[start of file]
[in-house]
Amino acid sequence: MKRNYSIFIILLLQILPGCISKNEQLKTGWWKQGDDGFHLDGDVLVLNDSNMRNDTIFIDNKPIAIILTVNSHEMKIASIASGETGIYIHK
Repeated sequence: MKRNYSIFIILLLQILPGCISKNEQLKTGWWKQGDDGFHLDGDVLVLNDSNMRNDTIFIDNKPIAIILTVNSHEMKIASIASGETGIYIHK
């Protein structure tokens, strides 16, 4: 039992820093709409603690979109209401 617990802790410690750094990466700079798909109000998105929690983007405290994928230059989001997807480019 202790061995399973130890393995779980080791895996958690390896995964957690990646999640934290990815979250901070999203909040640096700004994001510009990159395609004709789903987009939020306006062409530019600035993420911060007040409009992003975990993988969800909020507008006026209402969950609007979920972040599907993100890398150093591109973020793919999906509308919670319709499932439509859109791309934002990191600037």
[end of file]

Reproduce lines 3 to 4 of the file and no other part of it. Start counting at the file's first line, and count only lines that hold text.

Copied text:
Repeated sequence: MKRNYSIFIILLLQILPGCISKNEQLKTGWWKQGDDGFHLDGDVLVLNDSNMRNDTIFIDNKPIAIILTVNSHEMKIASIASGETGIYIHK
């Protein structure tokens, strides 16, 4: 039992820093709409603690979109209401 617990802790410690750094990466700079798909109000998105929690983007405290994928230059989001997807480019 202790061995399973130890393995779980080791895996958690390896995964957690990646999640934290990815979250901070999203909040640096700004994001510009990159395609004709789903987009939020306006062409530019600035993420911060007040409009992003975990993988969800909020507008006026209402969950609007979920972040599907993100890398150093591109973020793919999906509308919670319709499932439509859109791309934002990191600037």